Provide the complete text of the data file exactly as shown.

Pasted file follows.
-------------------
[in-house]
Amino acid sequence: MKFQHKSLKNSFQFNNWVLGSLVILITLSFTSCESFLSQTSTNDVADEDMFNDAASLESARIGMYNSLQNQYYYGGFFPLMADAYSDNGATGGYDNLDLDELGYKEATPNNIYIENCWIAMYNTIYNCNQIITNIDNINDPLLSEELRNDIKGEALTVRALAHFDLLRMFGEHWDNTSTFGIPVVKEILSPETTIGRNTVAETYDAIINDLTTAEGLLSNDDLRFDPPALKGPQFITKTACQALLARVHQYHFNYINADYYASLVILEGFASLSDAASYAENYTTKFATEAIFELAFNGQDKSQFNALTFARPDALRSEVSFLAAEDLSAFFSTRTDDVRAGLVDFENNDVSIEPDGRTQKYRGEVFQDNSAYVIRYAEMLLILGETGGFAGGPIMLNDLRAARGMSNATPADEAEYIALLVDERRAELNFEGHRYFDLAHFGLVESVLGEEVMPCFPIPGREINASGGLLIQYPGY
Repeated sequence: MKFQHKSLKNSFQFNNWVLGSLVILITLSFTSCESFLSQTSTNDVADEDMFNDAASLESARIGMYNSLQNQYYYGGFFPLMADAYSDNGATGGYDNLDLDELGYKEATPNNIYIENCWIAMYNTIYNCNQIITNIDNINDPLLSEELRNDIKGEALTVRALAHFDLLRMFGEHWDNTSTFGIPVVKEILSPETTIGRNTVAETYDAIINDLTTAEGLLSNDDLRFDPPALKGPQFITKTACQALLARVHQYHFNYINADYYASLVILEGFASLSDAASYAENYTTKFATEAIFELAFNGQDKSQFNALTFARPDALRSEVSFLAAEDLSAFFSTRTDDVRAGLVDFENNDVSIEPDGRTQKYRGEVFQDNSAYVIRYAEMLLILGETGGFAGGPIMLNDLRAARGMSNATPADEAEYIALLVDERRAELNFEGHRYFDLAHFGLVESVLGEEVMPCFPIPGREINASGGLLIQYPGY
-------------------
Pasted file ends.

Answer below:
[in-house]
Amino acid sequence: MKFQHKSLKNSFQFNNWVLGSLVILITLSFTSCESFLSQTSTNDVADEDMFNDAASLESARIGMYNSLQNQYYYGGFFPLMADAYSDNGATGGYDNLDLDELGYKEATPNNIYIENCWIAMYNTIYNCNQIITNIDNINDPLLSEELRNDIKGEALTVRALAHFDLLRMFGEHWDNTSTFGIPVVKEILSPETTIGRNTVAETYDAIINDLTTAEGLLSNDDLRFDPPALKGPQFITKTACQALLARVHQYHFNYINADYYASLVILEGFASLSDAASYAENYTTKFATEAIFELAFNGQDKSQFNALTFARPDALRSEVSFLAAEDLSAFFSTRTDDVRAGLVDFENNDVSIEPDGRTQKYRGEVFQDNSAYVIRYAEMLLILGETGGFAGGPIMLNDLRAARGMSNATPADEAEYIALLVDERRAELNFEGHRYFDLAHFGLVESVLGEEVMPCFPIPGREINASGGLLIQYPGY
Repeated sequence: MKFQHKSLKNSFQFNNWVLGSLVILITLSFTSCESFLSQTSTNDVADEDMFNDAASLESARIGMYNSLQNQYYYGGFFPLMADAYSDNGATGGYDNLDLDELGYKEATPNNIYIENCWIAMYNTIYNCNQIITNIDNINDPLLSEELRNDIKGEALTVRALAHFDLLRMFGEHWDNTSTFGIPVVKEILSPETTIGRNTVAETYDAIINDLTTAEGLLSNDDLRFDPPALKGPQFITKTACQALLARVHQYHFNYINADYYASLVILEGFASLSDAASYAENYTTKFATEAIFELAFNGQDKSQFNALTFARPDALRSEVSFLAAEDLSAFFSTRTDDVRAGLVDFENNDVSIEPDGRTQKYRGEVFQDNSAYVIRYAEMLLILGETGGFAGGPIMLNDLRAARGMSNATPADEAEYIALLVDERRAELNFEGHRYFDLAHFGLVESVLGEEVMPCFPIPGREINASGGLLIQYPGY